Rock Machine regain foothold in Perth after bikie ‘war’

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A notorious bikie gang that became embroiled in a “war” with Australia’s biggest outlaw motorcycle club is back in WA.

Suspicions Rock Machine were trying to regain a foothold in Perth appear confirmed with the arrest of a man over an alleged vicious attack on his former girlfriend.

The 23-year-old was wearing a vest with a Rock Machine “patch” on the back — signifying his gang membership — when he was arrested this month, the first evidence police have that the club is back in the State since its Perth members were absorbed into the Bandidos bikie gang in 2013.

Rock Machine were involved in a violent feud with the Rebels — Australia’s biggest gang — when it set up in WA in 2009, with the tit-for-tat exchanges including firebombings, bashings and the shooting in 2011 of Rebels WA president Nick Martin, who survived the attack.

Rock Machine brings the number of outlaw motorcycle clubs in WA to 12.

Rock Machine brings the number of outlaw motorcycle clubs in WA to 12.Picture: WA News

The Rock Machine patch has resurfaced in Perth for the first time since 2013.

The Rock Machine patch has resurfaced in Perth for the first time since 2013.Picture: supplied

The gang’s re-emergence brings the number of outlaw motorcycle clubs in WA to 12, while street gangs Brothers 4 Life and the Mongrel Mob also have a presence.

While it is unclear how many Rock Machine bikies are in WA, police believe it is only a few.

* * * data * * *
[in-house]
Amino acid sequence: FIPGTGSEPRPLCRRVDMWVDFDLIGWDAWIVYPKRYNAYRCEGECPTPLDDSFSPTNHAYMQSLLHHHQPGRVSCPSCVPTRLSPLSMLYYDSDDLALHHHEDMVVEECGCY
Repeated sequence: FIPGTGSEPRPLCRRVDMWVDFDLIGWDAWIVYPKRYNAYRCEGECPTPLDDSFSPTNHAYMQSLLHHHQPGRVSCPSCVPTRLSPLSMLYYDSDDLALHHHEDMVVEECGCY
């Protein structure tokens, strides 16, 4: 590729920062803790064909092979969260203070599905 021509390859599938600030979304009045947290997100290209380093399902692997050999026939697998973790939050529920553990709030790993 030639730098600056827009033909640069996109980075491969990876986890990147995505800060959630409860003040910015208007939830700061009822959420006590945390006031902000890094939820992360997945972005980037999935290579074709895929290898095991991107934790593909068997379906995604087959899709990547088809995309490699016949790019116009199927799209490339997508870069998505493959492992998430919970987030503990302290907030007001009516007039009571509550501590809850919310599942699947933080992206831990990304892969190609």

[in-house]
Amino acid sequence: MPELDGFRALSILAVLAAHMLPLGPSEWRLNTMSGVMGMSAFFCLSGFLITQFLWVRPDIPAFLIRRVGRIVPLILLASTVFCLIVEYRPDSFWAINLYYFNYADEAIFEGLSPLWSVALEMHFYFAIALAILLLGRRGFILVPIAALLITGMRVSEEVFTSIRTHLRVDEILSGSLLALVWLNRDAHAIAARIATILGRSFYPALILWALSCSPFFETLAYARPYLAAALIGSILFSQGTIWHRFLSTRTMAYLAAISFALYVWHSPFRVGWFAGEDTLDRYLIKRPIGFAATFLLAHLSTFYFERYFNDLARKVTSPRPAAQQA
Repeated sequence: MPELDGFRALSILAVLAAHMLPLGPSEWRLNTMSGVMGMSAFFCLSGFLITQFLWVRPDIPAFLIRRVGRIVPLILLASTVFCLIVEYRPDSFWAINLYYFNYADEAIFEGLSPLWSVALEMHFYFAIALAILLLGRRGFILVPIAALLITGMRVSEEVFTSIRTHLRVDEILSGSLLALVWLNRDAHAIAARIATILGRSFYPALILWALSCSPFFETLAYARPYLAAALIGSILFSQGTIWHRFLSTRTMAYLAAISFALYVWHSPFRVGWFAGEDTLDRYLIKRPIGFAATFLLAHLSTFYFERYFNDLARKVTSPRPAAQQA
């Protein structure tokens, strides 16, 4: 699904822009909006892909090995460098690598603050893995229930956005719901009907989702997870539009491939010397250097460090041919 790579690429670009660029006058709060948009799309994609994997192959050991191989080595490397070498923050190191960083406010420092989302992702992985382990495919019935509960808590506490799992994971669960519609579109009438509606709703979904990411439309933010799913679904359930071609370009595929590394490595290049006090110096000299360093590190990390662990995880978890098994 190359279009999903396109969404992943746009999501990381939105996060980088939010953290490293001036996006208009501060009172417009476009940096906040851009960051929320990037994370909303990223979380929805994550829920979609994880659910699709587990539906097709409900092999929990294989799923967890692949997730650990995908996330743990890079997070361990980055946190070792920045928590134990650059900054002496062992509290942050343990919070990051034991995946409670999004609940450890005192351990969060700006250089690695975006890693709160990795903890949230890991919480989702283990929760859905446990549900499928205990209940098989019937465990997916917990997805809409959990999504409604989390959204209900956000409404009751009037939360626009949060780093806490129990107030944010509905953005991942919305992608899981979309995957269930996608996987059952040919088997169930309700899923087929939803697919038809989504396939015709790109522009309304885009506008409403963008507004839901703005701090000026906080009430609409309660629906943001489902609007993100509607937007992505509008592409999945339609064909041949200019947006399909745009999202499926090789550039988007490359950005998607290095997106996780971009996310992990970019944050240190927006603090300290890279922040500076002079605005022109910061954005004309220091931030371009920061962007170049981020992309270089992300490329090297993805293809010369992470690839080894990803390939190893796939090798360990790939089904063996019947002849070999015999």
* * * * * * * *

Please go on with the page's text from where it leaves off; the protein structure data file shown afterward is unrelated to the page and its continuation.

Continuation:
Attorney-General John Quigley said he believed police had been doing their best to disrupt bikie gangs but needed effective laws.

“Despite the anti-gang laws the Liberals introduced, there were more gangs ... at the end of their eight years in government than there were at the start, which just proves their laws were not fit for purpose,” he said.

The Criminal Organisations Control Act, which remains unused more than four years after it was introduced, is largely considered unworkable. The Barnett government promised new anti-gang laws in 2015 but they were never delivered.

Mr Quigley met the NSW Attorney-General this week and is speaking to his counterparts around Australia to develop legislation to help police, but would not be drawn on what powers he thought would be useful.

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Gabrielle Knowles
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